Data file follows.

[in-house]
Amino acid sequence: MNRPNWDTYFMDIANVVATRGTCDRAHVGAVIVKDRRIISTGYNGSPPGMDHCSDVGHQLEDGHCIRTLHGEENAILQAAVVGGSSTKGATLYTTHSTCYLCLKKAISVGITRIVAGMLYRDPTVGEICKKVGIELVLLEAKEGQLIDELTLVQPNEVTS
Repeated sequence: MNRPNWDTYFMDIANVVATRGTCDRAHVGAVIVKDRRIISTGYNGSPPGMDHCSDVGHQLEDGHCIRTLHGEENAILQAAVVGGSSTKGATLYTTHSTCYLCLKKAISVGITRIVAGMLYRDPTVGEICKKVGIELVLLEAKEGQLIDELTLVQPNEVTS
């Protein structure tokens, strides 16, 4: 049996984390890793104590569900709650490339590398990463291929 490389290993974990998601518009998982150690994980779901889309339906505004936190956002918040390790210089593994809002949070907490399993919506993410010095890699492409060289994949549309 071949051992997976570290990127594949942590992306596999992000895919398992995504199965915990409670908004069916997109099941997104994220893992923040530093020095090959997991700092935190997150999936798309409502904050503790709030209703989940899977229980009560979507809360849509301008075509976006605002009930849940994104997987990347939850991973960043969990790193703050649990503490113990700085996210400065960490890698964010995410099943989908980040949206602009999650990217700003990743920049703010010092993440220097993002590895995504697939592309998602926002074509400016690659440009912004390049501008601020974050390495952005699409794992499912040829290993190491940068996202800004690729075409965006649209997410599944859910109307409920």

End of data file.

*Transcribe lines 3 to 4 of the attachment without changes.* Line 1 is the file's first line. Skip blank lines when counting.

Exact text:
Repeated sequence: MNRPNWDTYFMDIANVVATRGTCDRAHVGAVIVKDRRIISTGYNGSPPGMDHCSDVGHQLEDGHCIRTLHGEENAILQAAVVGGSSTKGATLYTTHSTCYLCLKKAISVGITRIVAGMLYRDPTVGEICKKVGIELVLLEAKEGQLIDELTLVQPNEVTS
């Protein structure tokens, strides 16, 4: 049996984390890793104590569900709650490339590398990463291929 490389290993974990998601518009998982150690994980779901889309339906505004936190956002918040390790210089593994809002949070907490399993919506993410010095890699492409060289994949549309 071949051992997976570290990127594949942590992306596999992000895919398992995504199965915990409670908004069916997109099941997104994220893992923040530093020095090959997991700092935190997150999936798309409502904050503790709030209703989940899977229980009560979507809360849509301008075509976006605002009930849940994104997987990347939850991973960043969990790193703050649990503490113990700085996210400065960490890698964010995410099943989908980040949206602009999650990217700003990743920049703010010092993440220097993002590895995504697939592309998602926002074509400016690659440009912004390049501008601020974050390495952005699409794992499912040829290993190491940068996202800004690729075409965006649209997410599944859910109307409920």